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Urology. 2008 Mar;71(3):444-8. doi: 10.1016/j.urology.2007.10.062.

Evidence-based criteria for pain of interstitial cystitis/painful bladder syndrome in women.

Author information

  • 1Department of Medicine, University of Maryland School of Medicine, Baltimore, Maryland 21201, USA. Studyic@medicine.umaryland.edu

Abstract

OBJECTIVES:

No diagnostic physical signs, urologic findings, or laboratory tests are available for interstitial cystitis/painful bladder syndrome (IC/PBS). Its diagnosis is determined by symptoms and the exclusion of mimicking diseases. We hypothesized that certain pain characteristics are sensitive criteria for diagnosing IC/PBS.

METHODS:

In women with recent-onset IC/PBS recruited in 2004 to 2006 for the case-control study, "Events Preceding Interstitial Cystitis," we identified the locations of each patient's pain and in a nonleading way asked about the effects of 17 different experiences (criteria) on the pain. We identified a set of criteria that described the largest number of patients in the Events Preceding Interstitial Cystitis study. In a secondary analysis of another cohort recruited by others in 1993 to 1997, the Interstitial Cystitis Database, we determined the proportion of patients captured by these same criteria.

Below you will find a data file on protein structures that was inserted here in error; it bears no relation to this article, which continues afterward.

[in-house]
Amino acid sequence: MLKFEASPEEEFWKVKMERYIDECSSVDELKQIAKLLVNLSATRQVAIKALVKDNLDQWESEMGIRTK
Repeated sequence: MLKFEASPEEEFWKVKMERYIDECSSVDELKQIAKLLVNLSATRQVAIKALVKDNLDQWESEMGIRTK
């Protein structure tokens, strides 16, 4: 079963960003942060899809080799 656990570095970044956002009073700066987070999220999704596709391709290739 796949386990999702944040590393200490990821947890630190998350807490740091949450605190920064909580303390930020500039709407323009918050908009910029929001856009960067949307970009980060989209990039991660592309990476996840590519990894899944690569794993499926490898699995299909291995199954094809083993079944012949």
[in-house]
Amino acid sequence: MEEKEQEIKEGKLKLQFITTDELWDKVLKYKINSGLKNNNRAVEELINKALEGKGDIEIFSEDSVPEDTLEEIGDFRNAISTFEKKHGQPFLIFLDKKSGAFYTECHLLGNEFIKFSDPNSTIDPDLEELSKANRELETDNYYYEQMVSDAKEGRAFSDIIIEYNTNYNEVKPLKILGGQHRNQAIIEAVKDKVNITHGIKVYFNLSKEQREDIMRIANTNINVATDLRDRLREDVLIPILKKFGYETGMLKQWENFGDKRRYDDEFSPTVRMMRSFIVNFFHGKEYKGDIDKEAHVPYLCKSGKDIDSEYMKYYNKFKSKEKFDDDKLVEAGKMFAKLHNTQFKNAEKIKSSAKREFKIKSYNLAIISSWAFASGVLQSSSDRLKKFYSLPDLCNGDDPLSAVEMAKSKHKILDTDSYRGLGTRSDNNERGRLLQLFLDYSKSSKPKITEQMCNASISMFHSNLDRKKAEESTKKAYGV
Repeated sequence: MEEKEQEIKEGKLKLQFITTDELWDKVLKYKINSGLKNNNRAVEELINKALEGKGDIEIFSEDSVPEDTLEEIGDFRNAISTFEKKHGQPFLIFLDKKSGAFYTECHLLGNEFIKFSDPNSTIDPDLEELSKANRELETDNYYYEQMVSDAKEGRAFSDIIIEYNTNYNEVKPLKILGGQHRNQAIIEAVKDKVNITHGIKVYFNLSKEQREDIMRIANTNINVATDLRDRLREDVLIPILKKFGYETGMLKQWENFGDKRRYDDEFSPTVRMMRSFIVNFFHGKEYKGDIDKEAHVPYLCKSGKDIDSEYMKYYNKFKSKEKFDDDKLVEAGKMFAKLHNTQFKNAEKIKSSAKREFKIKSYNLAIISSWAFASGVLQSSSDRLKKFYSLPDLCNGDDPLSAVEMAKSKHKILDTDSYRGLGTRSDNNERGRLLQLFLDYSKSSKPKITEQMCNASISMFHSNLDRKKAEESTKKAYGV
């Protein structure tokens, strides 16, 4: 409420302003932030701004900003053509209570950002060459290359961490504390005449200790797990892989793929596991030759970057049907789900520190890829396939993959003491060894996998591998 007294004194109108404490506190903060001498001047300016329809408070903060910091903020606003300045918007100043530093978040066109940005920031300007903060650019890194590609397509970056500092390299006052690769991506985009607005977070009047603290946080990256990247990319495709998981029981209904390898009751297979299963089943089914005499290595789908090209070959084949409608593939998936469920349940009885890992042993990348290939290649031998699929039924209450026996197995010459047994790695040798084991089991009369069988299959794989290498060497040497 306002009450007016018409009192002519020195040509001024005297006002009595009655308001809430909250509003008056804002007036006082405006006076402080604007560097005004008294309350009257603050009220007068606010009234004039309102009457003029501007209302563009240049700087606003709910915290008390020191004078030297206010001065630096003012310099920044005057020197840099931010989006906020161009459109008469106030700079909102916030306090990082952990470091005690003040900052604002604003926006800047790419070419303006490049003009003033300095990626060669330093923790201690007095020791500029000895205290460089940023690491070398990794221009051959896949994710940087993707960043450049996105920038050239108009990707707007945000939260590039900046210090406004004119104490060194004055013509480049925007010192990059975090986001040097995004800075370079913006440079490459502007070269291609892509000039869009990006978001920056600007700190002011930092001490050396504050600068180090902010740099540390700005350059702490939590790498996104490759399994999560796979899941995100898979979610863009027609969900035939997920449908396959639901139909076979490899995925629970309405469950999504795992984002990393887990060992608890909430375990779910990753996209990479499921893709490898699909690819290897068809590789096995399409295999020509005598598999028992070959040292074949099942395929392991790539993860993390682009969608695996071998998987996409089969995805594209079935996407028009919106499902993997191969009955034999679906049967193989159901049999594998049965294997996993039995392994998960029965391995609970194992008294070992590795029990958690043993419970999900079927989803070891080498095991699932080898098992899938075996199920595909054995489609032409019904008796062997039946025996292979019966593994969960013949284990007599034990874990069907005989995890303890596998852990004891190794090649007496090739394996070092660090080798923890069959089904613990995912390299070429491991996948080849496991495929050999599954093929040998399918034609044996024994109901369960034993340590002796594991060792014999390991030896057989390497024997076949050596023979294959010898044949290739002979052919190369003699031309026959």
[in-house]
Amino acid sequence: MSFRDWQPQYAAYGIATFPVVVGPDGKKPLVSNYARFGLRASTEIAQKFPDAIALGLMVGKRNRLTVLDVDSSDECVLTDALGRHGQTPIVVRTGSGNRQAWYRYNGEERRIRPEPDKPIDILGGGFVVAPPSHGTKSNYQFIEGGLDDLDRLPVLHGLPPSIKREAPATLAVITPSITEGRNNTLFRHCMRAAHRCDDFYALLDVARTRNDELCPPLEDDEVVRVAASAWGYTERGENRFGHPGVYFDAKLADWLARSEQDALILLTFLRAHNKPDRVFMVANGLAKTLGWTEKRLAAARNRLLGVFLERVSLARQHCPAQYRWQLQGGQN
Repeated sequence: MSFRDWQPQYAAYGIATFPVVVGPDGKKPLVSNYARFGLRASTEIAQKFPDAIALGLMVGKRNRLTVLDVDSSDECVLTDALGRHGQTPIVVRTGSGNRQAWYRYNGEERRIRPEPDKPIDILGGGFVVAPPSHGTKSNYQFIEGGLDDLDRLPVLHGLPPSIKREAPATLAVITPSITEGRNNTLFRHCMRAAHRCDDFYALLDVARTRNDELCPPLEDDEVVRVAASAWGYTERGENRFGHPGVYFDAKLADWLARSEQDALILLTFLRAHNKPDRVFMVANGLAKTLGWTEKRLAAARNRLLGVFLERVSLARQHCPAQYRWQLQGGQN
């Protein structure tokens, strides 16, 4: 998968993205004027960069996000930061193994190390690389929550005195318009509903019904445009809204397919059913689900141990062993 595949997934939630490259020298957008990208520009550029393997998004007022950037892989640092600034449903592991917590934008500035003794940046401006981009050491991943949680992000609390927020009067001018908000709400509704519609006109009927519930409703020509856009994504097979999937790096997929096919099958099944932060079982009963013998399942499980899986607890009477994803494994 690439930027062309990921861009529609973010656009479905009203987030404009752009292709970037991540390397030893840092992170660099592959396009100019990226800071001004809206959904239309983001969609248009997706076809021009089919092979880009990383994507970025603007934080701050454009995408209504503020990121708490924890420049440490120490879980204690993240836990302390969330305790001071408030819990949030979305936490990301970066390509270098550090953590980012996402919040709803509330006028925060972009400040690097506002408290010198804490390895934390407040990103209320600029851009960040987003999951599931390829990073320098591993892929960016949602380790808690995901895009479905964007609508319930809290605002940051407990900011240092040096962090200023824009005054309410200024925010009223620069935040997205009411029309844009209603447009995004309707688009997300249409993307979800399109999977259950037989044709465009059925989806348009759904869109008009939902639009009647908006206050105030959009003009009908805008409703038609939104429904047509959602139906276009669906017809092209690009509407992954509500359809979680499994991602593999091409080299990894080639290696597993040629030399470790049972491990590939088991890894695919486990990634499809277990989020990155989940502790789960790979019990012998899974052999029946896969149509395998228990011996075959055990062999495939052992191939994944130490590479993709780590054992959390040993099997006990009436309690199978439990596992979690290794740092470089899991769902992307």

RESULTS:

In the Events Preceding Interstitial Cystitis study, pain that worsened with a certain food or drink and/or worsened with bladder filling and/or improved with urination was reported by 151 (97%) of 156 patients. These were the only three criteria that applied directly to the bladder. The same three criteria described the pain of 262 (97%) of 270 women in the Interstitial Cystitis Database who "definitely" had IC/PBS.

CONCLUSIONS:

An hypothesis generated in one IC/PBS patient group and tested in another--pain that worsened with certain food or drink and/or worsened with bladder filling and/or improved with urination--was described by 97% of the patients with IC/PBS in each cohort. This triad might describe the pain of IC/PBS and contribute to a sensitive case definition. Estimating specificity awaits comparison with other diseases with similar symptoms.

PMID:
18342184
[PubMed - indexed for MEDLINE]
PMCID:
PMC2293273
Free PMC Article
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